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The Slingshot: ‘Scarlet Letter’ sequel; Vatican stargazers; Luther’s greatest hits

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Need to know: Thursday, May 25, 2017

Vatican stargazers look for divine inspiration

“The observatory exists to show the world that the Catholic Church supports science,” says Brother Guy Consolmagno, an astronomer from Detroit who is also the observatory’s director.

‘Because she was immoral’: Christian school defends decision to deny pregnant teen graduation ‘walk’

Amid a torrent of criticism, the principal called the punishment an “application of love.” Anti-abortion activists say the move shows a lack of love.

Martin Luther: Father of protest songs?

The reformer's music forged a path for “We Shall Overcome” and “Give Peace a Chance.”

How Manchester attacker turned from cannabis-smoking dropout to ISIS suicide bomber

Salman Abedi’s transformation echoes those of Islamist terrorists across Europe. “There is now a perfect fit between these young men and a group that has shed any attempt at serious theological discourse,” said one expert.

Why Melania Trump wore a head covering in Rome but not in Saudi Arabia

“I think people are reading into it and misinterpreting it,” said Jane Hampton Cook, a presidential and first lady historian.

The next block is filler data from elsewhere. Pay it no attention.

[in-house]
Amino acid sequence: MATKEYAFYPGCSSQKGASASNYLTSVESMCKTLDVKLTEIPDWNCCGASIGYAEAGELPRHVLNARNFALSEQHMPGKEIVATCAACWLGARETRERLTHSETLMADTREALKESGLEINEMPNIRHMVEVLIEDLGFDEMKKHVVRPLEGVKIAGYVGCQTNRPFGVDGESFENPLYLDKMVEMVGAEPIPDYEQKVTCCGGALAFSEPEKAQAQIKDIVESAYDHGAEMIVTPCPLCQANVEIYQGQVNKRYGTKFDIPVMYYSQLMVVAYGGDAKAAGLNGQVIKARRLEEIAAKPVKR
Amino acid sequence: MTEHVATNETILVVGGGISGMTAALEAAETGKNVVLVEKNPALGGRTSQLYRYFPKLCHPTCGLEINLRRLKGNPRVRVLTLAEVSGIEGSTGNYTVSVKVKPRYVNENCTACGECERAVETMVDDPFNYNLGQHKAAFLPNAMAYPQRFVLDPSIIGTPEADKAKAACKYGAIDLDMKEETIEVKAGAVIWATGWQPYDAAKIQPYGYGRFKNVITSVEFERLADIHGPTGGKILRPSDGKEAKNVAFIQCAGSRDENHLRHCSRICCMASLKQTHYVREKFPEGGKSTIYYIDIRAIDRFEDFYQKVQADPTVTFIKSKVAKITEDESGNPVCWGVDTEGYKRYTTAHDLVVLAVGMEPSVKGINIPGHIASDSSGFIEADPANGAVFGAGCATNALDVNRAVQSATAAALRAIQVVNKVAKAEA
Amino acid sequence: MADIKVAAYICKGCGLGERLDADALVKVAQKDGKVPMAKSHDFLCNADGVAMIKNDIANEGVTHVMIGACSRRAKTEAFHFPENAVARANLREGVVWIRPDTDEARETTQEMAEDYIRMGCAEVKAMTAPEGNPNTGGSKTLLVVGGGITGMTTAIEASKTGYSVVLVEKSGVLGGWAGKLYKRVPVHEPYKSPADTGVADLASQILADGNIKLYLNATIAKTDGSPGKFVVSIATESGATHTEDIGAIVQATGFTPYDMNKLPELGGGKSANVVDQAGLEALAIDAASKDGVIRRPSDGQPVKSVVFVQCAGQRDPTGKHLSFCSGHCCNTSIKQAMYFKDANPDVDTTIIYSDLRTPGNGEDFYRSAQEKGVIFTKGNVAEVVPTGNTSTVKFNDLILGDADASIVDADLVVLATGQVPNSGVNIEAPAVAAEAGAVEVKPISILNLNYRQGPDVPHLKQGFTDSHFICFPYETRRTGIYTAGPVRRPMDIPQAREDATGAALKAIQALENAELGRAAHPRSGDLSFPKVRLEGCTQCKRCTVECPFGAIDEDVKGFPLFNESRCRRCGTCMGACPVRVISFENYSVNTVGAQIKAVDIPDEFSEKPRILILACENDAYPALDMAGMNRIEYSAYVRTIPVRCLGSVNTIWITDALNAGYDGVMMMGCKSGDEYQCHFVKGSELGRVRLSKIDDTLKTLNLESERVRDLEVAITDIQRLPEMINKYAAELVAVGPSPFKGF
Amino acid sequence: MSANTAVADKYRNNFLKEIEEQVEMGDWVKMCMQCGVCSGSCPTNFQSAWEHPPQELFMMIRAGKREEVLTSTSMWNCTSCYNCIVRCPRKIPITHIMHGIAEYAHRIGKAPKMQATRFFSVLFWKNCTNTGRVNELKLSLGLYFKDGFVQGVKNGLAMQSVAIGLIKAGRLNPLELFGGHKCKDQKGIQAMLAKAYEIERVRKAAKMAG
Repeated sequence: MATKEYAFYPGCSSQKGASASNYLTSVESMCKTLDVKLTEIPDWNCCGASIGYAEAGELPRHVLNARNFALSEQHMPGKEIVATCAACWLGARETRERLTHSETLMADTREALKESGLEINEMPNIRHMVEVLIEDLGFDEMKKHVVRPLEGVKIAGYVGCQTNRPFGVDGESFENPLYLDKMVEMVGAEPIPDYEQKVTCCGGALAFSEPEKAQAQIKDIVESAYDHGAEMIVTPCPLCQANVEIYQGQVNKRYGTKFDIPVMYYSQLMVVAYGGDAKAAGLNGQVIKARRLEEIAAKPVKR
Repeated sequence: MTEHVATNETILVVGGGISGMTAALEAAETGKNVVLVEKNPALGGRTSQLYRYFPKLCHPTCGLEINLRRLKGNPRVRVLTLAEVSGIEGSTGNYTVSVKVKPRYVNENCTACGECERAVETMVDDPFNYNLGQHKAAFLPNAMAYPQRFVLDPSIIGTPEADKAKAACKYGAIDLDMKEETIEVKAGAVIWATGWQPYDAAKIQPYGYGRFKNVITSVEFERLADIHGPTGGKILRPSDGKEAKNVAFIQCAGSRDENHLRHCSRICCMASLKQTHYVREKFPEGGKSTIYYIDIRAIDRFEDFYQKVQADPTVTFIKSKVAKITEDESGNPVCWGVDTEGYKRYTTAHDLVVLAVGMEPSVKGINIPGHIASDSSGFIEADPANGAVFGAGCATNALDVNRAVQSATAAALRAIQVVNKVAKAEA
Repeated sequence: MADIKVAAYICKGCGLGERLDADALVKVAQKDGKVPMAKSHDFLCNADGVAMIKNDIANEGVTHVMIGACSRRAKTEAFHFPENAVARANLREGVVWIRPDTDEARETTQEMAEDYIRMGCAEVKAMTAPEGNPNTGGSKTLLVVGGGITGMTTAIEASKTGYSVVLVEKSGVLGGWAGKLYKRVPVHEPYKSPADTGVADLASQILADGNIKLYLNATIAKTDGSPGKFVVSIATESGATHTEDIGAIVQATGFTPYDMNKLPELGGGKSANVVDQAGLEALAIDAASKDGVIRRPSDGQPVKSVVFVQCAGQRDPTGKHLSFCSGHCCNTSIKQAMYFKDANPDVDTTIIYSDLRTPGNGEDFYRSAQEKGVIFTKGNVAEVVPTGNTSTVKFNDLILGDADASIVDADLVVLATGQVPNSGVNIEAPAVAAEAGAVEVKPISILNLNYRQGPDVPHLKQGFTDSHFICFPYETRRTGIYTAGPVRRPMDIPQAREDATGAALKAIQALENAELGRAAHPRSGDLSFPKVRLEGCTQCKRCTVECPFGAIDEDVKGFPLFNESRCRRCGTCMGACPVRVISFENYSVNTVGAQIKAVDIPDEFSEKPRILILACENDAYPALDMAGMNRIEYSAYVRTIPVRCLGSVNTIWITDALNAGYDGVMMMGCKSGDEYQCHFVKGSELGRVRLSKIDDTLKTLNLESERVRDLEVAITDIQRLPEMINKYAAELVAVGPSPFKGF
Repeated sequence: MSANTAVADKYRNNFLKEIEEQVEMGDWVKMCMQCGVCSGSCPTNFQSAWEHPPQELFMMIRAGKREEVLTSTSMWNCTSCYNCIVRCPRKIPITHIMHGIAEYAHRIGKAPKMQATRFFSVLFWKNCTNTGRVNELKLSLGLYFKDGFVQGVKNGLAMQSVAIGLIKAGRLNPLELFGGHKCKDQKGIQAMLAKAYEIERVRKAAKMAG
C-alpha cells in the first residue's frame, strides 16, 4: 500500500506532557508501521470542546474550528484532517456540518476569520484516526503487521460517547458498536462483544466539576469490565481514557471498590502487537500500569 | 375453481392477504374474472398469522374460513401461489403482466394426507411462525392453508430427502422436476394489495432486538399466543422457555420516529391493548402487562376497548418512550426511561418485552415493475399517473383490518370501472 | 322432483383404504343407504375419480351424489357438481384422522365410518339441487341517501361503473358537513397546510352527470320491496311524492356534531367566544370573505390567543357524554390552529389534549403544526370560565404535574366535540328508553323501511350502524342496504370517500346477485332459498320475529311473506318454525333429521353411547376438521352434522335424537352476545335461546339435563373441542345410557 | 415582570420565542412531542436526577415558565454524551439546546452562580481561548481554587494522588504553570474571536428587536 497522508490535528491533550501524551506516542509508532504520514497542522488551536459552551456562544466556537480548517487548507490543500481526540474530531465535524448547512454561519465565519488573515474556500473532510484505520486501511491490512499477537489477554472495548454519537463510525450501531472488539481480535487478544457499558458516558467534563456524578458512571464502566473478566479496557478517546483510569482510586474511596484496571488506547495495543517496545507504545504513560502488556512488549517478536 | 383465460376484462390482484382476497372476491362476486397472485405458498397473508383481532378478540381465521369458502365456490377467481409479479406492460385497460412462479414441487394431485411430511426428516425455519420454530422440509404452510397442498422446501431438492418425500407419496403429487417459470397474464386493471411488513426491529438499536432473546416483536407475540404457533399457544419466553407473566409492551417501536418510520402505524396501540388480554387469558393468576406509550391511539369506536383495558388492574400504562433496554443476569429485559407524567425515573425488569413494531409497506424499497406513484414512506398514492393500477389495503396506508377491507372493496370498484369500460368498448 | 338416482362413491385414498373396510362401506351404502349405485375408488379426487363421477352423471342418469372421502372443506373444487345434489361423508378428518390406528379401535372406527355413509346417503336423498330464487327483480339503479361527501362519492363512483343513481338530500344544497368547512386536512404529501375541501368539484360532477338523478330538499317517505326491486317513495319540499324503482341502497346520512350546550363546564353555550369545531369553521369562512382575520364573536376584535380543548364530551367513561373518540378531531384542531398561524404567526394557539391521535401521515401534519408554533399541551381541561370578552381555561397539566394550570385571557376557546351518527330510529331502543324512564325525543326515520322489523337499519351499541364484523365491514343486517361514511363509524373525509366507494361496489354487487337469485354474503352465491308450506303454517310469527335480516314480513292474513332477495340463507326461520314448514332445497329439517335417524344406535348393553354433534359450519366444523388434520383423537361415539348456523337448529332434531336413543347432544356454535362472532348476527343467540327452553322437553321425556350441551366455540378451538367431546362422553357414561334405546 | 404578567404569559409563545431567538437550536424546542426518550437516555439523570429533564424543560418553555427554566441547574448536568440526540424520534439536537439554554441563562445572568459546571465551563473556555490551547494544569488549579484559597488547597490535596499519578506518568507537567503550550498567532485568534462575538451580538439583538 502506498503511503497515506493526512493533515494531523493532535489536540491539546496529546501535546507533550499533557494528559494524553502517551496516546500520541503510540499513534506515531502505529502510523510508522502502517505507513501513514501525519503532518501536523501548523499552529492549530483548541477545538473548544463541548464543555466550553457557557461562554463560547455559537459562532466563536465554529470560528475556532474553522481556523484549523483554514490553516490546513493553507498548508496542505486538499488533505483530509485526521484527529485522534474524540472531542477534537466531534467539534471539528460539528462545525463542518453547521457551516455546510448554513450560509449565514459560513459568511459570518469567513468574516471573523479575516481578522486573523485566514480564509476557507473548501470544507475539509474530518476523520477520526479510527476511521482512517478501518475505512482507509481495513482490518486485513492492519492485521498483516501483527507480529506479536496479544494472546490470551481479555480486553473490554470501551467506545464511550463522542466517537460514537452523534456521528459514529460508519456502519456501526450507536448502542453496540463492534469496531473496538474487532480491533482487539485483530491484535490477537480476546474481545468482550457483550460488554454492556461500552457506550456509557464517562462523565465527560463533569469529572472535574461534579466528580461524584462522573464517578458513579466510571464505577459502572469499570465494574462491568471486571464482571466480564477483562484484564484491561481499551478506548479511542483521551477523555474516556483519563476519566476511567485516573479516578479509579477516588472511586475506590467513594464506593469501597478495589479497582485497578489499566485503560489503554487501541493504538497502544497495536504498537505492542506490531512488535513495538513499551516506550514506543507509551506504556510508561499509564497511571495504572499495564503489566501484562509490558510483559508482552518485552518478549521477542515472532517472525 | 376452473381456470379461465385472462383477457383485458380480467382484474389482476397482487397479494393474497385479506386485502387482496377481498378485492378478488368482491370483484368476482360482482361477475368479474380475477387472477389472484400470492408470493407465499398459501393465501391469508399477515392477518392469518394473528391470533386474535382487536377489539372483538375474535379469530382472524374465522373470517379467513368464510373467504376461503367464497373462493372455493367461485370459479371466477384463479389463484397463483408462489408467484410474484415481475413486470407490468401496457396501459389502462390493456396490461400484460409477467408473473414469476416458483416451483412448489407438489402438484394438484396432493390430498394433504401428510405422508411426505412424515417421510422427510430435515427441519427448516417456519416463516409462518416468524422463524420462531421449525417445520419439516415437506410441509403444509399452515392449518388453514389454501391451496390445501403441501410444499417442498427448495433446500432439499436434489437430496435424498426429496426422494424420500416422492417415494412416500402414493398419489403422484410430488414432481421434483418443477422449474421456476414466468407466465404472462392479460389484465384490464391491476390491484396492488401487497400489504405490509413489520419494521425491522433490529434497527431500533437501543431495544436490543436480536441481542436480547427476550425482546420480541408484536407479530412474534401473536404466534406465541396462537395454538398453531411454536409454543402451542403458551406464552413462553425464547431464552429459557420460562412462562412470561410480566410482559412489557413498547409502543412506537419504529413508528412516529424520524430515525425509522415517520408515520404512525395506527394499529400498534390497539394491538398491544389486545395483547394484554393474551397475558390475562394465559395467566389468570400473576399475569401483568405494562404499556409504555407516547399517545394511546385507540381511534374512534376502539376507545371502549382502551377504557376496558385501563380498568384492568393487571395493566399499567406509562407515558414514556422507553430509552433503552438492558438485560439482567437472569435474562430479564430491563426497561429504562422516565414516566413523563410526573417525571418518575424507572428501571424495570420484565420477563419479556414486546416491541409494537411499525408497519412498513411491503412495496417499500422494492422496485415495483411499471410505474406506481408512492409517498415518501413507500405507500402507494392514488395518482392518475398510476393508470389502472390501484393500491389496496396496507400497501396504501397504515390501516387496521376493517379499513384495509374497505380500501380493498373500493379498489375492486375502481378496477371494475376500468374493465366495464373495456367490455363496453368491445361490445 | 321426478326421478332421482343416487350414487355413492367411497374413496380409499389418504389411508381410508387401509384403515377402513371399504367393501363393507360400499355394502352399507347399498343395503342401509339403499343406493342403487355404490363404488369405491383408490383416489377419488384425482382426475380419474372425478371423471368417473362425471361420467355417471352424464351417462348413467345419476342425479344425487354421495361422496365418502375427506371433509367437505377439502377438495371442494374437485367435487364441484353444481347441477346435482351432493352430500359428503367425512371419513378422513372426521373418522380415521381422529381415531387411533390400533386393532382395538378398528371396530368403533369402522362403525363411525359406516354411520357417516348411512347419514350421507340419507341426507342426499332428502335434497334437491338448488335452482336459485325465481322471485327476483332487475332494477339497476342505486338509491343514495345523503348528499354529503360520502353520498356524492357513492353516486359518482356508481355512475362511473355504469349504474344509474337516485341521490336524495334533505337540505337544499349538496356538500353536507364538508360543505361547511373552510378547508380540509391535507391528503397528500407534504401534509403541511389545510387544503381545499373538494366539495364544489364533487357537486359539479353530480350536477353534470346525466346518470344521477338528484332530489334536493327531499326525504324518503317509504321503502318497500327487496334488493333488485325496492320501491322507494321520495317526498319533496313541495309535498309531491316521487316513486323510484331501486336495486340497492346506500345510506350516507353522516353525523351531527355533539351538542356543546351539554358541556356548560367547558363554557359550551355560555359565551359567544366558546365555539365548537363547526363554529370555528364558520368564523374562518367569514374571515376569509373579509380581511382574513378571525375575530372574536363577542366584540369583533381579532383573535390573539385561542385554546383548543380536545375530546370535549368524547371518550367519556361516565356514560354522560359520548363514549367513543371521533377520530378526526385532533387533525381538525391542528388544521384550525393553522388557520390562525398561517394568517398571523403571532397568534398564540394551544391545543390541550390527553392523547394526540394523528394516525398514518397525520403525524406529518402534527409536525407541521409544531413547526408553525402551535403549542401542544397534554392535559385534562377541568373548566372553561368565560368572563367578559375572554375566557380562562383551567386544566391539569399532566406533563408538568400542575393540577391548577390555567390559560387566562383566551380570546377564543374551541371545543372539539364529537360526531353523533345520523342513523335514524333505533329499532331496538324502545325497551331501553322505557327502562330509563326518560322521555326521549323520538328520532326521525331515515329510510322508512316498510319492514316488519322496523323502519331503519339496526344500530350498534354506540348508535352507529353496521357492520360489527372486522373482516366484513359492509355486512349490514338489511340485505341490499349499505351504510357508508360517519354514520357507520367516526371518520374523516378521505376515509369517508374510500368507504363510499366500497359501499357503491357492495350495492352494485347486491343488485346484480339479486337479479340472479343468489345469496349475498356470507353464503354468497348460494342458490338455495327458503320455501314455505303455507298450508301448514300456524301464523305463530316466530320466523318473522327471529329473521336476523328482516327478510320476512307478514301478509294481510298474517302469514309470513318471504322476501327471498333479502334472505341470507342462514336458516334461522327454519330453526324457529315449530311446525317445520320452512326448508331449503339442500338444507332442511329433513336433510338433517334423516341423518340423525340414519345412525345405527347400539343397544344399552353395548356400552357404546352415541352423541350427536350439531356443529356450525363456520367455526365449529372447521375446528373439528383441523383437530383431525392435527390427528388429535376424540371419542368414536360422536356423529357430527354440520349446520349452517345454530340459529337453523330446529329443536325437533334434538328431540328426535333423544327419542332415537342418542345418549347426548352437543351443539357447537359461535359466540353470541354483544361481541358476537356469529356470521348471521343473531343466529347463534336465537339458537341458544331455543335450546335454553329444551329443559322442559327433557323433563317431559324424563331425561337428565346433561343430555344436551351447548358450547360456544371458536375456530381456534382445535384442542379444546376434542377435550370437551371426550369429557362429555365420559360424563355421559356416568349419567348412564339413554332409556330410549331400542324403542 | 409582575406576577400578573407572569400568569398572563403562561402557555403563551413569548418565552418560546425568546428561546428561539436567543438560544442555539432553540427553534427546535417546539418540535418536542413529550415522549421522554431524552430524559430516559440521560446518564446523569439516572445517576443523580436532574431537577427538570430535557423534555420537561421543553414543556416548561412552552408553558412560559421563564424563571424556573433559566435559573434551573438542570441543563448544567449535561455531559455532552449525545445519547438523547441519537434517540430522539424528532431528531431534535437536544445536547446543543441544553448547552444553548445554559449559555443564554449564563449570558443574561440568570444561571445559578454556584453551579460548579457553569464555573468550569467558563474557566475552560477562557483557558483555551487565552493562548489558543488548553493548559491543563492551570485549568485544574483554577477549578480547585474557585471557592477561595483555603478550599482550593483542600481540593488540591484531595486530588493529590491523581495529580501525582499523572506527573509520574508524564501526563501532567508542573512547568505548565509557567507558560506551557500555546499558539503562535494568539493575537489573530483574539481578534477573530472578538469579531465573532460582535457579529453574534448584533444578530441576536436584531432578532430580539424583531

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Pope Francis gives President Trump some homework at their first meeting

“I will be reading them,” the president told the pontiff after Francis gave him his encyclical on climate change and other papal writings at their summit meeting.

A group fires up the glitter blessings for a sparkly Pentecost

(RNS) Fire-colored glitter in special anointings and 'glitter blessings' are intended as a way to show support for LGBT Christians.

VW’s ‘dieselgate’ poses ethical challenge for German Protestants

Should Christians at a major conference ferry speakers and participants around in Volkswagen cars, vans and trucks after the car company’s emissions’ scandal?

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Updating the American spirit

McCullough is a master at dealing with public life, but religion, if we mean to refer to formally defined versions, happens to be only slightly treated. Yet one cannot listen long to McCullough speak, as some of us did at the Chicago Public Library last week, or read this book, without seeing how complementary and reinforcing all of this is.

Manchester: What kind of person does this?

Of all the paths one could pursue in life, all the choices one could make, this was his: his path, his final choice, would be to kill as many children as possible, writes David Gushee.

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Bonus tracks